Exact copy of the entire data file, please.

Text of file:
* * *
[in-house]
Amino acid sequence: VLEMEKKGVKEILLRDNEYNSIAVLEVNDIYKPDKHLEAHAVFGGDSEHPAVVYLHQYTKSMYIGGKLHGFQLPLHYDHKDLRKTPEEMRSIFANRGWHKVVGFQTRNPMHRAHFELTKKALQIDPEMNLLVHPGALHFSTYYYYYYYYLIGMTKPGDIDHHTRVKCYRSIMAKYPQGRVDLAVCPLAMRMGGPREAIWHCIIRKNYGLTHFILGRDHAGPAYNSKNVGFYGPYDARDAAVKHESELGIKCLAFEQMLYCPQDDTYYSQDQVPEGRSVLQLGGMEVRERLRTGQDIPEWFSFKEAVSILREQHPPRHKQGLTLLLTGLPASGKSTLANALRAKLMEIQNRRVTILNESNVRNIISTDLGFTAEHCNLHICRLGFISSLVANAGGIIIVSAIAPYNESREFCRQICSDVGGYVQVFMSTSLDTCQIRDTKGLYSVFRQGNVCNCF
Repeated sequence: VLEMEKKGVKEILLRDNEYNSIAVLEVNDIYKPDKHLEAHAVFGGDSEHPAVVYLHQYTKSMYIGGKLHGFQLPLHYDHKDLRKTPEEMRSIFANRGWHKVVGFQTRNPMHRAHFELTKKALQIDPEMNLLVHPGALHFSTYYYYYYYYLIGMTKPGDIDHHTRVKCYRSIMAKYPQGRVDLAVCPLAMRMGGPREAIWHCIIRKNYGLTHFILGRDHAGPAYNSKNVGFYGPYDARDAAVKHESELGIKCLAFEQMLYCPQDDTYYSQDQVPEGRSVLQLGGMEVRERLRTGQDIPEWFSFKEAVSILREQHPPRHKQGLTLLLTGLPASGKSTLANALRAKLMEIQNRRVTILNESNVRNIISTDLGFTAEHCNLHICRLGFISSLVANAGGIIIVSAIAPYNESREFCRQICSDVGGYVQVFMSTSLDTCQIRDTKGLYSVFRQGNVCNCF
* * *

[in-house]
Amino acid sequence: VLEMEKKGVKEILLRDNEYNSIAVLEVNDIYKPDKHLEAHAVFGGDSEHPAVVYLHQYTKSMYIGGKLHGFQLPLHYDHKDLRKTPEEMRSIFANRGWHKVVGFQTRNPMHRAHFELTKKALQIDPEMNLLVHPGALHFSTYYYYYYYYLIGMTKPGDIDHHTRVKCYRSIMAKYPQGRVDLAVCPLAMRMGGPREAIWHCIIRKNYGLTHFILGRDHAGPAYNSKNVGFYGPYDARDAAVKHESELGIKCLAFEQMLYCPQDDTYYSQDQVPEGRSVLQLGGMEVRERLRTGQDIPEWFSFKEAVSILREQHPPRHKQGLTLLLTGLPASGKSTLANALRAKLMEIQNRRVTILNESNVRNIISTDLGFTAEHCNLHICRLGFISSLVANAGGIIIVSAIAPYNESREFCRQICSDVGGYVQVFMSTSLDTCQIRDTKGLYSVFRQGNVCNCF
Repeated sequence: VLEMEKKGVKEILLRDNEYNSIAVLEVNDIYKPDKHLEAHAVFGGDSEHPAVVYLHQYTKSMYIGGKLHGFQLPLHYDHKDLRKTPEEMRSIFANRGWHKVVGFQTRNPMHRAHFELTKKALQIDPEMNLLVHPGALHFSTYYYYYYYYLIGMTKPGDIDHHTRVKCYRSIMAKYPQGRVDLAVCPLAMRMGGPREAIWHCIIRKNYGLTHFILGRDHAGPAYNSKNVGFYGPYDARDAAVKHESELGIKCLAFEQMLYCPQDDTYYSQDQVPEGRSVLQLGGMEVRERLRTGQDIPEWFSFKEAVSILREQHPPRHKQGLTLLLTGLPASGKSTLANALRAKLMEIQNRRVTILNESNVRNIISTDLGFTAEHCNLHICRLGFISSLVANAGGIIIVSAIAPYNESREFCRQICSDVGGYVQVFMSTSLDTCQIRDTKGLYSVFRQGNVCNCF